Effects of endemic densities of canopy herbivores on nutrient dynamics along a gradient in elevation in the southern Appalachians

Mark D. Hunter, Catherine R. Linnen, Barbara C. Reynolds

Research output: Contribution to journalArticlepeer-review

42 Scopus citations

Abstract

In southern Appalachian forests, outbreaks of insect herbivores have been shown repeatedly to increase the availability of nutrients in soil and the export of nitrate in forest streams. The mechanisms underlying herbivore-induced changes in nutrient dynamics include inputs of insect frass (feces) and modification of precipitation as it passes through the forest canopy (throughfall). Here, we consider the effects of endemic (non-outbreak) populations of insect herbivores on soil processes in the southern Appalachians. We measured inputs of frass and throughfall at three elevations at the Coweeta Hydrologic Laboratory, North Carolina. We also measured soil nutrient availability and soil respiration. Inputs of total frass, frass nitrogen and frass carbon exhibited early- and late-season peaks, with those peaks occurring earlier at low elevation where leaf flush begins first. The C:N ratio of frass generally increased over time at all elevations, presumably reflecting seasonal declines in foliar nitrogen. Nitrate in throughfall generally increased over time, whereas throughfall phosphate declined and throughfall ammonium remained relatively constant. Relationships among frass deposition and throughfall nutrients varied with elevation. At low elevation, frass nitrogen was strongly correlated with throughfall nitrate, but this relationship was absent at mid and high elevation. The relationships between frass deposition and throughfall ammonium were inconsistent among elevations. The availabilities of nitrate and ammonium in soil were both related to frass deposition. For example, frass deposition in May explained about 62% of the variance in soil nitrate availability. Soil respiration exhibited summer maxima at all elevations and was related primarily to soil temperature. There was also a weak positive relationship between the C:N ratio of frass and soil respiration. Overall, we suggest that endemic densities of canopy herbivores can influence forest soil processes, but that the relationships exhibit pronounced spatial and temporal variability.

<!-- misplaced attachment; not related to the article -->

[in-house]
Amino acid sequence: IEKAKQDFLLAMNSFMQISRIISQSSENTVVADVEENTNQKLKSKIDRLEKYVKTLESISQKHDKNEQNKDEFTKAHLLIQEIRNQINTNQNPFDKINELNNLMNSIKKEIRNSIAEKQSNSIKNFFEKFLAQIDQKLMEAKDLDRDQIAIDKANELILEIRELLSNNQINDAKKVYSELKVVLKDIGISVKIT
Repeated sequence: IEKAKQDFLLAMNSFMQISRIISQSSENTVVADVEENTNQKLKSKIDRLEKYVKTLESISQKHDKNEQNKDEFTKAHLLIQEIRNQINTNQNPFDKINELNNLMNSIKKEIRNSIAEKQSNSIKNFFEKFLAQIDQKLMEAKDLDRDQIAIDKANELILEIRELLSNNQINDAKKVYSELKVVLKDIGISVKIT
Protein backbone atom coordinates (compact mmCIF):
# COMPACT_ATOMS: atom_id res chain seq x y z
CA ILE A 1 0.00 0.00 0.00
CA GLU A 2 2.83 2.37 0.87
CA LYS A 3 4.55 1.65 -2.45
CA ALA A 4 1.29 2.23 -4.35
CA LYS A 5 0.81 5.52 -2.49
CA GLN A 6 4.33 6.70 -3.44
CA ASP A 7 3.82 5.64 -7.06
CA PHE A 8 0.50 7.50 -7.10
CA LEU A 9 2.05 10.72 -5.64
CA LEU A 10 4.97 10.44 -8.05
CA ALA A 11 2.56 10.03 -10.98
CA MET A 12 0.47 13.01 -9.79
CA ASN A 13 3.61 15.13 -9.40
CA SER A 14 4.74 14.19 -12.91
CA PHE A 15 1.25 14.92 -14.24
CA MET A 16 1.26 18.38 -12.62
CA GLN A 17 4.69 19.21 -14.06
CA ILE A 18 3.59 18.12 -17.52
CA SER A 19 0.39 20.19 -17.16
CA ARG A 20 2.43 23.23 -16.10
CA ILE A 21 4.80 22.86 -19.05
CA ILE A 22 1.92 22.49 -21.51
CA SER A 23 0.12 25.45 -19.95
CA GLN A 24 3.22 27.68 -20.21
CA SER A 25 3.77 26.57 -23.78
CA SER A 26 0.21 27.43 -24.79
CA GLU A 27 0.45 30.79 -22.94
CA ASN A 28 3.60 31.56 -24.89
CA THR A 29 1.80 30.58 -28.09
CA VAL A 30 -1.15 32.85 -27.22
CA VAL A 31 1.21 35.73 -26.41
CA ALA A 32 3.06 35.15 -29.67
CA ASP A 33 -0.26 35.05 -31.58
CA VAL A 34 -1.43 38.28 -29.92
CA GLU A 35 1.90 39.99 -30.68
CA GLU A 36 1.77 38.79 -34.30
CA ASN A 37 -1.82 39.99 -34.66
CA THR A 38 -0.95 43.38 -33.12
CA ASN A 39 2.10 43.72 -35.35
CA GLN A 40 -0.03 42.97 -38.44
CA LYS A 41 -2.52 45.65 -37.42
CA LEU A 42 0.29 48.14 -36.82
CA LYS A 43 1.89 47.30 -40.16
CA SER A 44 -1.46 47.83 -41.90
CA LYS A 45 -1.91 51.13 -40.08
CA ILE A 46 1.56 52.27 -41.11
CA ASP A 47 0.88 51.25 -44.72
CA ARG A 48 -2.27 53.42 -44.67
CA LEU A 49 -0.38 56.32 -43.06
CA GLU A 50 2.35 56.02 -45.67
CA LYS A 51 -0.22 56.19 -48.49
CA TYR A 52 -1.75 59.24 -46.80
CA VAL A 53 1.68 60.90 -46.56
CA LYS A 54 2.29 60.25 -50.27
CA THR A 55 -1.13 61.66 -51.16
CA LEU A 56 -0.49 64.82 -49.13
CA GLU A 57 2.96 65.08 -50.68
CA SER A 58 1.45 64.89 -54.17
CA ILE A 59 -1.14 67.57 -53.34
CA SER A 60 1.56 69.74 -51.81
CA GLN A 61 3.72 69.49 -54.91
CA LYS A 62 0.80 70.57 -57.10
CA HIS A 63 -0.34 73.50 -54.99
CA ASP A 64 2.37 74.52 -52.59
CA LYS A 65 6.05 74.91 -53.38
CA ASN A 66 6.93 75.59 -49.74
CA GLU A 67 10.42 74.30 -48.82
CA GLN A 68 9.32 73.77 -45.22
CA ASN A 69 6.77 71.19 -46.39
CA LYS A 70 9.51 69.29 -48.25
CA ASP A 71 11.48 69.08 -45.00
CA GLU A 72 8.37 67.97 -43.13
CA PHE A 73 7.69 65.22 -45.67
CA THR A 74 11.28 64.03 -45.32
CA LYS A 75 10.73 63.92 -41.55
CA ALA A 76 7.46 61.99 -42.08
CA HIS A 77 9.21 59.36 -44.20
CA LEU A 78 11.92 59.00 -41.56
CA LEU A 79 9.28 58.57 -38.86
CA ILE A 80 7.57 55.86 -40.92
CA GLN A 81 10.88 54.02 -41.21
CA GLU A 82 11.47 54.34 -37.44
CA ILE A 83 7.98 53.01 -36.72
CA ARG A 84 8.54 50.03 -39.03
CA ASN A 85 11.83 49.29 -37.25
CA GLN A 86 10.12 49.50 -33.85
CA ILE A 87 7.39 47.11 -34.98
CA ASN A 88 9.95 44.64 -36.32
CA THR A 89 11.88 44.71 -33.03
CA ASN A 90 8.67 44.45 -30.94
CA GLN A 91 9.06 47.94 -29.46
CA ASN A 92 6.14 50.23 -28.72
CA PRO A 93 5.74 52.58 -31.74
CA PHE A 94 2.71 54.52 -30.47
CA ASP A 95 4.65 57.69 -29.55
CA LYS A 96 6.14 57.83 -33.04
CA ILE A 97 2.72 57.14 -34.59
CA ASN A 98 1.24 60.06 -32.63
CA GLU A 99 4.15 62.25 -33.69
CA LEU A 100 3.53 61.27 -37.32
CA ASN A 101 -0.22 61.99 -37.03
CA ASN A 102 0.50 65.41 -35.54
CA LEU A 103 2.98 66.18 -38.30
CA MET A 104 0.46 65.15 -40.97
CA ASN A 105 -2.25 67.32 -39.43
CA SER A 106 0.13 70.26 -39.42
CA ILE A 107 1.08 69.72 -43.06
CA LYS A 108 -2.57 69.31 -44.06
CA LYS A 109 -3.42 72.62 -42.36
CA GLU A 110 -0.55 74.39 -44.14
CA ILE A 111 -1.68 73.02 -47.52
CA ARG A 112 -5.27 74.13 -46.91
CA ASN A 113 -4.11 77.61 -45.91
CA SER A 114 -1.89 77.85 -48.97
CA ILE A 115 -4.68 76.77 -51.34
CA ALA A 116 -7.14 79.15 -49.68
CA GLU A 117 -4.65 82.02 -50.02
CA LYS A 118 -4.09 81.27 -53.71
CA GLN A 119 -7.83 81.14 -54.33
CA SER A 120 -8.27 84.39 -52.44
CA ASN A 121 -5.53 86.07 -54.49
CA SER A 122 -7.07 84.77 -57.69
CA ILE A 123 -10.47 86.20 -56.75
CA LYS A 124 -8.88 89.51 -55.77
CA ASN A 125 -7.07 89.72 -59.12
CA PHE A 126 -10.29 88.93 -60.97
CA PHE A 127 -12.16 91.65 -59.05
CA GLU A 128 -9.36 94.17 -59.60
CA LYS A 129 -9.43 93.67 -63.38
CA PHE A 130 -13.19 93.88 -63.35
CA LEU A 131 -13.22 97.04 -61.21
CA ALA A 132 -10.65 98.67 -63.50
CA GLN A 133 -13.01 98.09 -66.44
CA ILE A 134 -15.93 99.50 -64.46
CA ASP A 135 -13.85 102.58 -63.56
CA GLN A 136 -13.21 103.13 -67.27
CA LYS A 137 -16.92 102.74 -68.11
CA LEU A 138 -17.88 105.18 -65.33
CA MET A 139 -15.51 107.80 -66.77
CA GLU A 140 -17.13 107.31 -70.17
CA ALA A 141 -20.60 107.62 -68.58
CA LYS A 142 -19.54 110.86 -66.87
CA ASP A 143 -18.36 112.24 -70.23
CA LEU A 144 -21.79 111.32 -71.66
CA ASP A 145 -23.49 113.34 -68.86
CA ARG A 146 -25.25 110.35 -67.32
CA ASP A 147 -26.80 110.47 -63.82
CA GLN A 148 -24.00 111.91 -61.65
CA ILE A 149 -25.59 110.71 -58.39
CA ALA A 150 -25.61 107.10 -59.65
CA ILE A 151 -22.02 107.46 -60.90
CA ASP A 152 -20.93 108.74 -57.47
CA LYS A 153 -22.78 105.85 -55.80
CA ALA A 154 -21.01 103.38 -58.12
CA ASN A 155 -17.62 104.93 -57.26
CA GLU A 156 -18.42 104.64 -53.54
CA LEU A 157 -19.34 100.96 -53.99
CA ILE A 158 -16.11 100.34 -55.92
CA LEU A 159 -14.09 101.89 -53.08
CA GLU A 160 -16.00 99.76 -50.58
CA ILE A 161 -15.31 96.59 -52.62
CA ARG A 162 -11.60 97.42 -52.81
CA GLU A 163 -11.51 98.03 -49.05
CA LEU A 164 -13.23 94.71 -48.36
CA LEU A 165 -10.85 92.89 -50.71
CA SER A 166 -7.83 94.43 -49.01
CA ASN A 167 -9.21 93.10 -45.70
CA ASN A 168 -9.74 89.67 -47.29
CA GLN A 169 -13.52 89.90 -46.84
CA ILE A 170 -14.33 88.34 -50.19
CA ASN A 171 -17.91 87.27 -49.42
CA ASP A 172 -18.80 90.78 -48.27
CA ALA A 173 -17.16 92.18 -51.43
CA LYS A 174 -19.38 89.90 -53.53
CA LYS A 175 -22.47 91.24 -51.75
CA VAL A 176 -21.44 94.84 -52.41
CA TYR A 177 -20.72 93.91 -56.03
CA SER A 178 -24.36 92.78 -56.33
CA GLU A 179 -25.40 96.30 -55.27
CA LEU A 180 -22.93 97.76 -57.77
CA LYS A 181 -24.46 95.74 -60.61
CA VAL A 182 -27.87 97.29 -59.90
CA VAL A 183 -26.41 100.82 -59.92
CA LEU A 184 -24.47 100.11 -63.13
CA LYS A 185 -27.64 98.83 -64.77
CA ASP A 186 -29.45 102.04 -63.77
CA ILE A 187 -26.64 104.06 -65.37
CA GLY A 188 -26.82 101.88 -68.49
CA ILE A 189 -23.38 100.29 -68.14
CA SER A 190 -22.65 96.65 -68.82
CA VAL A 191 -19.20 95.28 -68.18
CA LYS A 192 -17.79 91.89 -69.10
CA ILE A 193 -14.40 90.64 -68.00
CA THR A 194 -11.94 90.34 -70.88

Original languageEnglish
Pages (from-to)231-244
Number of pages14
JournalPedobiologia
Volume47
Issue number3
DOIs
StatePublished - 2003

Bibliographical note

Funding Information:
Acknowledgments. This research was supported by the Andrew W. Mellon Foundation and National Science Foundation grants DEB 9815133 (to M. D. Lowman, M. D. Hunter, and T.D. Schowalter), DEB 9906366 (to M. D. Hunter), and DEB 9632854 (to the Coweeta LTER program). We thank Mike Madritch, Carmen Hall, Jane Rogers, Bryan Nuse, and Chris Frost for constructive comments on an earlier version of this manuscript.

Keywords

  • Canopy herbivores
  • Defoliation
  • Forest ecosystems
  • Frass
  • Insect populations
  • Nitrogen dynamics
  • Nutrient availability
  • Soil processes
  • Soil respiration

ASJC Scopus subject areas

  • Ecology, Evolution, Behavior and Systematics
  • Soil Science

Fingerprint

Dive into the research topics of 'Effects of endemic densities of canopy herbivores on nutrient dynamics along a gradient in elevation in the southern Appalachians'. Together they form a unique fingerprint.

Cite this